Unfortunately, to the chagrin and shock of many Nigerians, most state governments blatantly refused to share these things with the people of their states amidst biting hunger and anger in the land against the Nigerian government, it took the youths in some states to burst the warehouses for these things to be made available by force albeit in a chaotic manner. The rest they say is history with billions of naira gone with it.
The World Bank assisted NGCARES project appears to have succeeded because the federal government/world bank having learnt its lesson from previous exercises decided to manage this project directly from a dedicated office coordination unit from Abuja with direct contact with their state liaison officers, otherwise the success rate would have been abysmally poor as of today.
Multi-dimensional poverty: The annual multi-dimensional poverty poor routinely issued by the National Bureau of Statistics (NBS) indicates very clearly that there is a complete failure of governance in most states of Nigeria. In 2022, it was reported by the NBS that over 113 million Nigerians are multi-dimensionally poor.
The good thing about their own indicators of poverty is that it is measurable and trackable, for instance, it says millions of people lack access to basic health services, basic education, sanitation, and food security and all these are under the purview of the states and local governments. If over 60% of Nigerians are dimensionally poor due to lack of services that ought to be provided by a certain tier of government, your guess is as good as mine – FAILURE without any other form of classification.
It is against this backdrop that gets one agitated that the Bola Tinubu’s government should be wary of the level of engagement or involvement of the state governments in the implementation of his post-subsidy removal program either in the distribution of any form of palliative, in the execution of the Infrastructure Support Program (ISP), or any other measure whatsoever that is aimed at bringing the desired succor to the people of Nigeria – The governors’ have not proved to be reliable partners in progress.
Suggested next steps.
As an actor in the social protection space in Nigeria, it is my considered opinion.
1. The Nigerian state governors should be compelled to disclose how much they are expecting in terms of savings/additional revenue from the federation account occasioned by the subsidy removal. Full disclosure and accountability are the key words here.
2. This must be followed up with a supplementary budget to their state assemblies.
3. They should design and come up with their own states-based programs/work plans that are aimed at cushioning the effects of subsidy removal on the people, with a dedicated project monitoring and evaluation office, while the Federal government complements with a counterpart support measure.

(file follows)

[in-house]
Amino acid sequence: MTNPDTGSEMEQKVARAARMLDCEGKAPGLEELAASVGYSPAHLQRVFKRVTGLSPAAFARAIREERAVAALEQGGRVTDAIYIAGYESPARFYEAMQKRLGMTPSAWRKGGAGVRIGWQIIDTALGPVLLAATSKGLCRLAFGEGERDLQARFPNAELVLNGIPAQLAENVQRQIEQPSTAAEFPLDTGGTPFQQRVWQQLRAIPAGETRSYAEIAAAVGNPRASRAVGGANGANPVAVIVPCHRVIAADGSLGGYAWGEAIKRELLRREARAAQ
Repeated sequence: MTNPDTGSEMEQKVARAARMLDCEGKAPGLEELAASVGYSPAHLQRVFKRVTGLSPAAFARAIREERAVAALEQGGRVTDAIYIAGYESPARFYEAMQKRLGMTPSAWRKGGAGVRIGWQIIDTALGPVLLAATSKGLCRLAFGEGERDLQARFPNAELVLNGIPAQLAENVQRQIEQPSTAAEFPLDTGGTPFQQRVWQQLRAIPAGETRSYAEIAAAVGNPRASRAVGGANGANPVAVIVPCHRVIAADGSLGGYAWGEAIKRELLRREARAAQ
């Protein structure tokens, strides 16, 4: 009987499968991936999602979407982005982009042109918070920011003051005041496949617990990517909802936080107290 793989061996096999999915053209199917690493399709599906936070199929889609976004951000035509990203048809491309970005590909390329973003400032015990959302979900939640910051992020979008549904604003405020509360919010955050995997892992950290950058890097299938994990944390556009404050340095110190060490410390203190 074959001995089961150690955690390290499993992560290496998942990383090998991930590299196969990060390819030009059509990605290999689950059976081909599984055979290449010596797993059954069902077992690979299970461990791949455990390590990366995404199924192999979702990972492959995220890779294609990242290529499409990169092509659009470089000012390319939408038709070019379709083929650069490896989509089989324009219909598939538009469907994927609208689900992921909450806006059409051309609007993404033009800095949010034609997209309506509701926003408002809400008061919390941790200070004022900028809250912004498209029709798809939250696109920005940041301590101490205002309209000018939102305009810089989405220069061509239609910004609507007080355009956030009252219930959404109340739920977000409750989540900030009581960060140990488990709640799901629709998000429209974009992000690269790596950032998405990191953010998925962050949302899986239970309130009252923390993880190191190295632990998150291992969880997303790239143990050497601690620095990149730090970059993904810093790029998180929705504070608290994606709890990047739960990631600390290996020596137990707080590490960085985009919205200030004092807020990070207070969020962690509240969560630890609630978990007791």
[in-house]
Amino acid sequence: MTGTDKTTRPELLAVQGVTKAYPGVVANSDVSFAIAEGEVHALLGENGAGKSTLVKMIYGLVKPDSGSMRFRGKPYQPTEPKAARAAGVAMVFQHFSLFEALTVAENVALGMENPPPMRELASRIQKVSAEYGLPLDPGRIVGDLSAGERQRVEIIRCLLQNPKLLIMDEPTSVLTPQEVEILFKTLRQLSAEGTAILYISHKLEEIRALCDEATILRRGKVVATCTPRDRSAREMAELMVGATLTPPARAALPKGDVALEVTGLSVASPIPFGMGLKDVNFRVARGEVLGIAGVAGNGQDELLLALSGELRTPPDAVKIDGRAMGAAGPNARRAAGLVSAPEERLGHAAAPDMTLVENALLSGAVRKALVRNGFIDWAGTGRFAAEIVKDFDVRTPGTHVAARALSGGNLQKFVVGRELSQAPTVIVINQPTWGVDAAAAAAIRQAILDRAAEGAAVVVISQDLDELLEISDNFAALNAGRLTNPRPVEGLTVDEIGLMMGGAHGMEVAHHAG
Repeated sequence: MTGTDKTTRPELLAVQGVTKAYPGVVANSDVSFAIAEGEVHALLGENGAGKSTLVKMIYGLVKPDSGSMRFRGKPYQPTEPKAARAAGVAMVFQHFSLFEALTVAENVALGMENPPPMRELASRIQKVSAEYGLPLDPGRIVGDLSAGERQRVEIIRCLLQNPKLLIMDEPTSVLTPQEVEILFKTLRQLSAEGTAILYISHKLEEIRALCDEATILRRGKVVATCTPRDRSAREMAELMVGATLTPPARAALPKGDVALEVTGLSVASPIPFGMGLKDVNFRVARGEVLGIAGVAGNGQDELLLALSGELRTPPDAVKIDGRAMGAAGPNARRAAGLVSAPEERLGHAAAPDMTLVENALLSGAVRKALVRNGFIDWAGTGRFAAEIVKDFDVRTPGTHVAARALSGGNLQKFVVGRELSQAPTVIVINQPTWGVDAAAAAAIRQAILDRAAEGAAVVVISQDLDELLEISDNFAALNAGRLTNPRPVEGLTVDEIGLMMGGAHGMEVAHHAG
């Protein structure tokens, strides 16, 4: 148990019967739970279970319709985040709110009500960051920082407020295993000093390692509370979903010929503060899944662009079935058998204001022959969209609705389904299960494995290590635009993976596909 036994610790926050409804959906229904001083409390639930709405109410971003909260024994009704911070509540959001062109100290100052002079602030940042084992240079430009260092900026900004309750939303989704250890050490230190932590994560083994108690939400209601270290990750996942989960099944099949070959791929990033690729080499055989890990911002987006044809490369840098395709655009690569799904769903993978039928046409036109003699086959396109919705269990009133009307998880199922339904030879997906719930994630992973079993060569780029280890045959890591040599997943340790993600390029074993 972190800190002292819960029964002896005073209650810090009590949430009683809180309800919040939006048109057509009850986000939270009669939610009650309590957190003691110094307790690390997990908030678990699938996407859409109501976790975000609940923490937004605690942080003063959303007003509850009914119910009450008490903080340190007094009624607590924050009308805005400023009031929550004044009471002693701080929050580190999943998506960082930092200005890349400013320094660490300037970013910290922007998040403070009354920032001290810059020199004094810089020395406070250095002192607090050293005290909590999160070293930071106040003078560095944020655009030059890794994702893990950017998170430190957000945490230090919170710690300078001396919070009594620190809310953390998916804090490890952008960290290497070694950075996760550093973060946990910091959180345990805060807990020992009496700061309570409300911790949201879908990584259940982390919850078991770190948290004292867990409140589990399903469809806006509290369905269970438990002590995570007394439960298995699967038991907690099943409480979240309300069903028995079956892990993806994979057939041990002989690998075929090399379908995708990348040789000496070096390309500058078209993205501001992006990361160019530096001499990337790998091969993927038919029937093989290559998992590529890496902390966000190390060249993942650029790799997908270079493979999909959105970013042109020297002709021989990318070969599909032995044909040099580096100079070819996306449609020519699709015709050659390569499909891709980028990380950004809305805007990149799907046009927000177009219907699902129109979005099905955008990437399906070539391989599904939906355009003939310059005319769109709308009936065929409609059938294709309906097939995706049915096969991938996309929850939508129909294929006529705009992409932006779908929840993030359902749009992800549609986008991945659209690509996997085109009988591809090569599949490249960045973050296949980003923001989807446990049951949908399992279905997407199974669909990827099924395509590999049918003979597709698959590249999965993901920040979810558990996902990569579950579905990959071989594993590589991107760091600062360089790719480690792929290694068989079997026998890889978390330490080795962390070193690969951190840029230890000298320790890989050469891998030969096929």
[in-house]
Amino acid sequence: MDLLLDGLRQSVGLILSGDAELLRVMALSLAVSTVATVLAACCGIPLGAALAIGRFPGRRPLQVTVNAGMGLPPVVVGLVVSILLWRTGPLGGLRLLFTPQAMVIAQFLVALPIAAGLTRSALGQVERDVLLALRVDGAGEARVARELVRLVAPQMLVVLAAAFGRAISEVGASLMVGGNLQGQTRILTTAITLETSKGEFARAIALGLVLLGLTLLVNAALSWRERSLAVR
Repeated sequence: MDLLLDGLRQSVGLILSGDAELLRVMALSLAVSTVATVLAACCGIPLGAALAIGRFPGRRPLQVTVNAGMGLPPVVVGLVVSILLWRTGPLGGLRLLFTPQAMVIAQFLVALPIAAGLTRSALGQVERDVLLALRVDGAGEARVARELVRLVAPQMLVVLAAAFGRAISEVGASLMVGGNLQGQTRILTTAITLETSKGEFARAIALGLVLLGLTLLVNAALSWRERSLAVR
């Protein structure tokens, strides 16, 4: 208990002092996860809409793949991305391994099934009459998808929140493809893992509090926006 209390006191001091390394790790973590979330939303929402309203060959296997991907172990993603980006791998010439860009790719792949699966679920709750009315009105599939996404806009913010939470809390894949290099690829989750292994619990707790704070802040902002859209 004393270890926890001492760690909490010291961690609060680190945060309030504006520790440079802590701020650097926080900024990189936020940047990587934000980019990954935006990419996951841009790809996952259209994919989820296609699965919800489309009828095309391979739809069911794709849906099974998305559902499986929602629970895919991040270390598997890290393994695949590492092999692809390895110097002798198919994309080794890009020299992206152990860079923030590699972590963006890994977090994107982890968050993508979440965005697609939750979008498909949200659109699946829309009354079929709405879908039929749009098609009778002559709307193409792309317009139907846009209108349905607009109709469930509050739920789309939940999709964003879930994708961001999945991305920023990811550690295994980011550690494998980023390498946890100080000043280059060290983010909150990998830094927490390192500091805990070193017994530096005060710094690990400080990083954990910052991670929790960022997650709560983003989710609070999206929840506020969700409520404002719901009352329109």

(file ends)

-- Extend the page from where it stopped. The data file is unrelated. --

4. There should be a citizen-led engagement around reporting and evaluation of each state program with verifiable data and impact on their people.
Good enough, the President has been very proactive in setting his agenda very clearly with the N500bn approved by the National Assembly. However, the success of this intention is dependent on the strength of the implementation and the capacity of the handlers to break the cycle of policy failures that have marred pro-poor programs since the return to democratic rule in 1999, especially at the state level.
Secondly, it is advisable that the cash component of the intervention should be considered highly.
This is because while the poor and vulnerable households across the country patiently and eagerly await the infrastructure support program and other measures approved by the National Economic Council (NEC), they will need an immediate disposable income for feeding, local transportation, childcare, and health services.
The National Social Register should not be discarded but reviewed, updated, and more beneficiaries should be mined in addition to the current register. Cash-in-aid to the poor, even in the United States and Canada, brings a lot of immediate succor and encourages citizenship faith in the governance process, while future tax payment from the beneficiaries is enhanced when the economy gets on track.
While I wish President Bola Tinubu well, we must learn from the past and navigate our ways from the stranglehold of the Nigerian prodigal sons and the Black sheep of Nigeria.
Taiwo Akerele, Executive Director, Policy House, and Convener, Independent Technical Working Group (ITWG) on Social Protection, was the former Chief of staff, Edo state. He Wrote from, Washington DC, USA.